ST. PETERSBURG - SEPTEMBER 13: Shortstop Jason Bartlett #8 of the Tampa Bay Rays turns a double play as infielder Derek Jeter #2 of the New York Yankees tries to break it up during the game at Tropicana Field on September 13 2010 in St. Petersburg Florida. (Photo by J. Meric/Getty Images)
Coming into the offseason, most people expected the Padres to revamp a middle infield that saw three of its primary contributors- David Eckstein, Jerry Hairston Jr. and midseason addition Miguel Tejada- hit free agency. With a projected everyday middle infield of Everth Cabrera at shortstop and Jarrett Hoffpauir at second base, it was obvious that GM Jed Hoyer would look to the market to improve upon what appeared to be a seriously underwhelming duo.
When your everyday shortstop just put up a .279 OBP in the majors and your everyday second baseman has a total of 53 plate appearances in his MLB career, it's hard to see how the situation can turn out positive. Clearly Hoyer and company agreed, and in the past few days they've finalized moves to totally change the landscape of their middle infield.
But before we get into San Diego's latest key additions, shortstop Jason Bartlett and second baseman Orlando Hudson, it's probably fair to note that the Padres actually got some solid performance from their middle infield in 2010 if you buy into modern defensive statistics. Although the team's shortstops (.240/.299/.348) and second basemen (.254/.309/.336) put up some seriously ugly offensive numbers, they were also among the best-fielding teams at their respective positions. At 13.7 runs above average, the team's keystoners were fifth among all MLB teams according to UZR, while the shortstops were tied for ninth at 7.3 runs above average. With a combined 7 WAR between the two positions, they were actually providing above average value.
But even while acknowledging that the team's infield was surprisingly solid last season, changes needed to made given that they were depending on primarily aging veterans. Those changes have come in the form of the Bartlett trade and the Hudson signing, and both players should provide some offensive improvement while not taking away that much on defense. Throw in the team's waiver claim on Hoffpauir in October and the naming of Eric Patterson as the PTBNL in the Adrian Gonzalez deal, and the team should be depending on an entirely new corps of middle infielders in 2011.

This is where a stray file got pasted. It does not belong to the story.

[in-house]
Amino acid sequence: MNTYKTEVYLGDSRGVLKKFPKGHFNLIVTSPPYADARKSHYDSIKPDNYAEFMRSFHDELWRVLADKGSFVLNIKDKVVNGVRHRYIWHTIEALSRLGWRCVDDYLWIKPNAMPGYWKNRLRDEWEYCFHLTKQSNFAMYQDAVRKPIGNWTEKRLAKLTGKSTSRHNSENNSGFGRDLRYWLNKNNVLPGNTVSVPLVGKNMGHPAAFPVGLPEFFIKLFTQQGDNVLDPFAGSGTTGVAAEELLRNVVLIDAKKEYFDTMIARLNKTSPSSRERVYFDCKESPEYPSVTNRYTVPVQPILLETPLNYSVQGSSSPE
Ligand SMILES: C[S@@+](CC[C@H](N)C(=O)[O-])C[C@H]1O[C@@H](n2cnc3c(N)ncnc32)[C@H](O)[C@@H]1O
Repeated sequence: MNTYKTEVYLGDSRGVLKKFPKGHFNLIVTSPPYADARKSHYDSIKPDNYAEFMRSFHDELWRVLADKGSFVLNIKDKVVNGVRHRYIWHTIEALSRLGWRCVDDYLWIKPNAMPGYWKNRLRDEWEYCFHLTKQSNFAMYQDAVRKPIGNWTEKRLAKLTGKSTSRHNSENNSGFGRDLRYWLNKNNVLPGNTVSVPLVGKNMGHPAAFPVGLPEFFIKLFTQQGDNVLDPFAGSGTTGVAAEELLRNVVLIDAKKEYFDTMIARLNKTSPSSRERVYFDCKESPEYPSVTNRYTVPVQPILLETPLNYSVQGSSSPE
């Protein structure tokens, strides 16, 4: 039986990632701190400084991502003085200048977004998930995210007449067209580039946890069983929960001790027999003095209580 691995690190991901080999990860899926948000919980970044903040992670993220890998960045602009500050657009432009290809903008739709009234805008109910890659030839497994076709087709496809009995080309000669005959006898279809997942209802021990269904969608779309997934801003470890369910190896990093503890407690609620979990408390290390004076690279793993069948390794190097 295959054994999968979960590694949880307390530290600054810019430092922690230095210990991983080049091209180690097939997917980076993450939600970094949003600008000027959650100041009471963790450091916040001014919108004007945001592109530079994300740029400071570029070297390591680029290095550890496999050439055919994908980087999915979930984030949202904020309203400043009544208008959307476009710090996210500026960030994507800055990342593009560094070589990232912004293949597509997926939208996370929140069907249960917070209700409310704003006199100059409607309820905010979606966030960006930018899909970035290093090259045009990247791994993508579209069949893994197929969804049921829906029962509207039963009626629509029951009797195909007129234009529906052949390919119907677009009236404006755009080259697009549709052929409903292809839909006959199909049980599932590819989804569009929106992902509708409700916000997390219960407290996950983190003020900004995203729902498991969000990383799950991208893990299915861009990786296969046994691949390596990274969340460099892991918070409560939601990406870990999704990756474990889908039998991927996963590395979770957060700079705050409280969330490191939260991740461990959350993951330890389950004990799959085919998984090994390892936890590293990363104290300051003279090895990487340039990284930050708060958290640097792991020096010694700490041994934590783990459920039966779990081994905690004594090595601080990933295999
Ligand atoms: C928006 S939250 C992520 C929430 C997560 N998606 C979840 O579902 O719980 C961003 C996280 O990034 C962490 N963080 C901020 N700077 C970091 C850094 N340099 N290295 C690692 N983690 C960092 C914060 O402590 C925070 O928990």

After watching most of the available shortstop options get gobbled up by other teams, the Padres managed to work out a deal with Tampa Bay to land Bartlett days after previous talks had reportedly hit a snag. He may be coming off a weak season, but he's only one year removed from what could be considered an elite offensive season for the position, and while his UZR numbers haven't been great, Keith Law mentioned in his analysis of the Bartlett deal that, "Bartlett can handle the position defensively, probably not above-average but enough to actually play it every day." It's a deal that the Padres almost had to make given the lack of options on the market, the unlikeliness that guys like Eckstein and Hairston would play as well again, and Bartlett's cheap price tag (he's arbitration-eligible for the final time in 2011 after making $4 million in 2010).
Hudson also brings a veteran presence to the middle infield, although he'll be around for 2012 as well at a combined $11.5 million. Considering that he's averaged 2.7 WAR per season over the past seven seasons, it's reasonable to expect solid performance from the second baseman. And while he had his worst offensive season with Minnesota since leaving the AL in 2005, he also had a resurgence defensively after years of decline from his peak as one of the position's best defenders. He's not likely to improve much offensively while moving to Petco, but the improved glove work likely played into the team's willingness to give him two years.
San Diego had to make some moves after getting some unsustainably good defensive work from their middle infield last season, and they certainly have been active in making those moves. Hudson and Bartlett may never return to their respective offensive peaks, but if they can provide some solid defense and add some on-base skills to the lineup, then San Diego should certainly get their money's worth. Considering what other veterans like Tejada, Juan Uribe and Jhonny Peralta signed for, it's easy to view the Hudson and Bartlett additions as solid moves for the Padres.
San Diego may not contend next season regardless without the presence of their star first baseman, but now they at least won't have to depend on aging veterans, unexperienced waiver claims and iffy young players like Cabrera next season.